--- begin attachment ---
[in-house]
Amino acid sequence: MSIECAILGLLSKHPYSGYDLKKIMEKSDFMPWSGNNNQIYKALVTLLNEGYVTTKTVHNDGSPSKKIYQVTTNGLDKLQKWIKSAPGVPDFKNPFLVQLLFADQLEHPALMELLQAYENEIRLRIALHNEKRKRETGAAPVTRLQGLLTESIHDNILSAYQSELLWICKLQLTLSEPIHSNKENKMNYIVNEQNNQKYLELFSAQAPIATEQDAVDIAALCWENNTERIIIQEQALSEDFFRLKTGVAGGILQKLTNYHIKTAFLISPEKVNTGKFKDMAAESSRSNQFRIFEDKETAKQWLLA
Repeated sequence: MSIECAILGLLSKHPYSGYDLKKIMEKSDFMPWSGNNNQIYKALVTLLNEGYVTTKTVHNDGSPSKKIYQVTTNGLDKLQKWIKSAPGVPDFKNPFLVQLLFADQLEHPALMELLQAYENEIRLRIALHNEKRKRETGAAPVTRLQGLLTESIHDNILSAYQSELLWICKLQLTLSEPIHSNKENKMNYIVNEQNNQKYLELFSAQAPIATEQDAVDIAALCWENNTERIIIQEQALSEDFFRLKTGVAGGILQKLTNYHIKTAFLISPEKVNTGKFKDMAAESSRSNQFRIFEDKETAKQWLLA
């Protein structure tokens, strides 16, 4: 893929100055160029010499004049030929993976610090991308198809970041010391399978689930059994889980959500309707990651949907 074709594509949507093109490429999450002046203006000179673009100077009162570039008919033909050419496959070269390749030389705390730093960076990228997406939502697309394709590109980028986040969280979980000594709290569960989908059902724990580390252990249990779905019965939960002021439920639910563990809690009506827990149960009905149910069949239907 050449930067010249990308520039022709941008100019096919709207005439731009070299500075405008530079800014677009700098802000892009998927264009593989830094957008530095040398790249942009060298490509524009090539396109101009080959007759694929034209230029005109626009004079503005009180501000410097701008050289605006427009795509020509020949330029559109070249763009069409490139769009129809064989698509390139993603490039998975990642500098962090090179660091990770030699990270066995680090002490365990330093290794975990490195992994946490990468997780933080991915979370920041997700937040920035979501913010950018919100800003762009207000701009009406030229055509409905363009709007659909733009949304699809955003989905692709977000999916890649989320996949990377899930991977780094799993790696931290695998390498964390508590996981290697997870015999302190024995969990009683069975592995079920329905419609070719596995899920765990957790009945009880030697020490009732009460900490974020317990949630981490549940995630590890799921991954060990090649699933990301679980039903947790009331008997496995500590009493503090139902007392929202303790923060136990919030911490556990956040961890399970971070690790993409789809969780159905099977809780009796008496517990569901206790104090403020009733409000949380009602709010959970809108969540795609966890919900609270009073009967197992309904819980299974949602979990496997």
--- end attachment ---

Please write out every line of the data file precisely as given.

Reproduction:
[in-house]
Amino acid sequence: MSIECAILGLLSKHPYSGYDLKKIMEKSDFMPWSGNNNQIYKALVTLLNEGYVTTKTVHNDGSPSKKIYQVTTNGLDKLQKWIKSAPGVPDFKNPFLVQLLFADQLEHPALMELLQAYENEIRLRIALHNEKRKRETGAAPVTRLQGLLTESIHDNILSAYQSELLWICKLQLTLSEPIHSNKENKMNYIVNEQNNQKYLELFSAQAPIATEQDAVDIAALCWENNTERIIIQEQALSEDFFRLKTGVAGGILQKLTNYHIKTAFLISPEKVNTGKFKDMAAESSRSNQFRIFEDKETAKQWLLA
Repeated sequence: MSIECAILGLLSKHPYSGYDLKKIMEKSDFMPWSGNNNQIYKALVTLLNEGYVTTKTVHNDGSPSKKIYQVTTNGLDKLQKWIKSAPGVPDFKNPFLVQLLFADQLEHPALMELLQAYENEIRLRIALHNEKRKRETGAAPVTRLQGLLTESIHDNILSAYQSELLWICKLQLTLSEPIHSNKENKMNYIVNEQNNQKYLELFSAQAPIATEQDAVDIAALCWENNTERIIIQEQALSEDFFRLKTGVAGGILQKLTNYHIKTAFLISPEKVNTGKFKDMAAESSRSNQFRIFEDKETAKQWLLA
């Protein structure tokens, strides 16, 4: 893929100055160029010499004049030929993976610090991308198809970041010391399978689930059994889980959500309707990651949907 074709594509949507093109490429999450002046203006000179673009100077009162570039008919033909050419496959070269390749030389705390730093960076990228997406939502697309394709590109980028986040969280979980000594709290569960989908059902724990580390252990249990779905019965939960002021439920639910563990809690009506827990149960009905149910069949239907 050449930067010249990308520039022709941008100019096919709207005439731009070299500075405008530079800014677009700098802000892009998927264009593989830094957008530095040398790249942009060298490509524009090539396109101009080959007759694929034209230029005109626009004079503005009180501000410097701008050289605006427009795509020509020949330029559109070249763009069409490139769009129809064989698509390139993603490039998975990642500098962090090179660091990770030699990270066995680090002490365990330093290794975990490195992994946490990468997780933080991915979370920041997700937040920035979501913010950018919100800003762009207000701009009406030229055509409905363009709007659909733009949304699809955003989905692709977000999916890649989320996949990377899930991977780094799993790696931290695998390498964390508590996981290697997870015999302190024995969990009683069975592995079920329905419609070719596995899920765990957790009945009880030697020490009732009460900490974020317990949630981490549940995630590890799921991954060990090649699933990301679980039903947790009331008997496995500590009493503090139902007392929202303790923060136990919030911490556990956040961890399970971070690790993409789809969780159905099977809780009796008496517990569901206790104090403020009733409000949380009602709010959970809108969540795609966890919900609270009073009967197992309904819980299974949602979990496997």